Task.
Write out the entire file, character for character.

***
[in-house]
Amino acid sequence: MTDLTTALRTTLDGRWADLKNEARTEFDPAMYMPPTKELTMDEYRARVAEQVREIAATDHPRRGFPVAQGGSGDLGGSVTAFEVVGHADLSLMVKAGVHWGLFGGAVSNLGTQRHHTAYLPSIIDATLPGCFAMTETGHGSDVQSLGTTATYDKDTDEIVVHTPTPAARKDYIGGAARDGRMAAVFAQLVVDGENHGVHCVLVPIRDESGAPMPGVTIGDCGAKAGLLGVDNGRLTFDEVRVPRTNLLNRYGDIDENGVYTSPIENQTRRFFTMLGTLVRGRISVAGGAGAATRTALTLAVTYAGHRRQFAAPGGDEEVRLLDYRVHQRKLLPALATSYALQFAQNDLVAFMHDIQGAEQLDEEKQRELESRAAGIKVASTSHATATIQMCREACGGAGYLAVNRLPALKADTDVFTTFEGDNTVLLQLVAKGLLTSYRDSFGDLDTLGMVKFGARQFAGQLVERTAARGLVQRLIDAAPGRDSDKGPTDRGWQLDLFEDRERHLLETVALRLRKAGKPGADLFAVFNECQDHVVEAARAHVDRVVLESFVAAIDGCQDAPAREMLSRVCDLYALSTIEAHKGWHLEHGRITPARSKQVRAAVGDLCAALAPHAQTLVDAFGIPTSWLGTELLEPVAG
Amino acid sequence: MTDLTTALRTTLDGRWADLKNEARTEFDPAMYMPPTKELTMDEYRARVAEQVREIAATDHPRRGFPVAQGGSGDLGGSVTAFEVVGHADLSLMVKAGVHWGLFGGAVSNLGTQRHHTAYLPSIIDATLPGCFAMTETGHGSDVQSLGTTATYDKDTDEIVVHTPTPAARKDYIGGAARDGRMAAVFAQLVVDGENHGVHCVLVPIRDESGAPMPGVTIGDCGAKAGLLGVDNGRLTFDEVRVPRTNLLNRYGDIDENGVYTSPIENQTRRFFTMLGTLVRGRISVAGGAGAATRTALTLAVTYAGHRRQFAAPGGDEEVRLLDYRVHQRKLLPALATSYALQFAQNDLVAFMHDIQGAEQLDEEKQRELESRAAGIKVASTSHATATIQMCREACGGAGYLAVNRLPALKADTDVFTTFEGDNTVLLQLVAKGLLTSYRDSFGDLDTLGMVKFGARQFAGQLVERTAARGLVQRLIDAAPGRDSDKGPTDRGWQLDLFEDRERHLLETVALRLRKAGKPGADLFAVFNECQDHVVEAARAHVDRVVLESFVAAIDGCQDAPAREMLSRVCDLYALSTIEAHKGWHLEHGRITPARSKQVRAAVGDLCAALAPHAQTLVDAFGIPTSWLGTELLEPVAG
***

[in-house]
Amino acid sequence: MTDLTTALRTTLDGRWADLKNEARTEFDPAMYMPPTKELTMDEYRARVAEQVREIAATDHPRRGFPVAQGGSGDLGGSVTAFEVVGHADLSLMVKAGVHWGLFGGAVSNLGTQRHHTAYLPSIIDATLPGCFAMTETGHGSDVQSLGTTATYDKDTDEIVVHTPTPAARKDYIGGAARDGRMAAVFAQLVVDGENHGVHCVLVPIRDESGAPMPGVTIGDCGAKAGLLGVDNGRLTFDEVRVPRTNLLNRYGDIDENGVYTSPIENQTRRFFTMLGTLVRGRISVAGGAGAATRTALTLAVTYAGHRRQFAAPGGDEEVRLLDYRVHQRKLLPALATSYALQFAQNDLVAFMHDIQGAEQLDEEKQRELESRAAGIKVASTSHATATIQMCREACGGAGYLAVNRLPALKADTDVFTTFEGDNTVLLQLVAKGLLTSYRDSFGDLDTLGMVKFGARQFAGQLVERTAARGLVQRLIDAAPGRDSDKGPTDRGWQLDLFEDRERHLLETVALRLRKAGKPGADLFAVFNECQDHVVEAARAHVDRVVLESFVAAIDGCQDAPAREMLSRVCDLYALSTIEAHKGWHLEHGRITPARSKQVRAAVGDLCAALAPHAQTLVDAFGIPTSWLGTELLEPVAG
Amino acid sequence: MTDLTTALRTTLDGRWADLKNEARTEFDPAMYMPPTKELTMDEYRARVAEQVREIAATDHPRRGFPVAQGGSGDLGGSVTAFEVVGHADLSLMVKAGVHWGLFGGAVSNLGTQRHHTAYLPSIIDATLPGCFAMTETGHGSDVQSLGTTATYDKDTDEIVVHTPTPAARKDYIGGAARDGRMAAVFAQLVVDGENHGVHCVLVPIRDESGAPMPGVTIGDCGAKAGLLGVDNGRLTFDEVRVPRTNLLNRYGDIDENGVYTSPIENQTRRFFTMLGTLVRGRISVAGGAGAATRTALTLAVTYAGHRRQFAAPGGDEEVRLLDYRVHQRKLLPALATSYALQFAQNDLVAFMHDIQGAEQLDEEKQRELESRAAGIKVASTSHATATIQMCREACGGAGYLAVNRLPALKADTDVFTTFEGDNTVLLQLVAKGLLTSYRDSFGDLDTLGMVKFGARQFAGQLVERTAARGLVQRLIDAAPGRDSDKGPTDRGWQLDLFEDRERHLLETVALRLRKAGKPGADLFAVFNECQDHVVEAARAHVDRVVLESFVAAIDGCQDAPAREMLSRVCDLYALSTIEAHKGWHLEHGRITPARSKQVRAAVGDLCAALAPHAQTLVDAFGIPTSWLGTELLEPVAG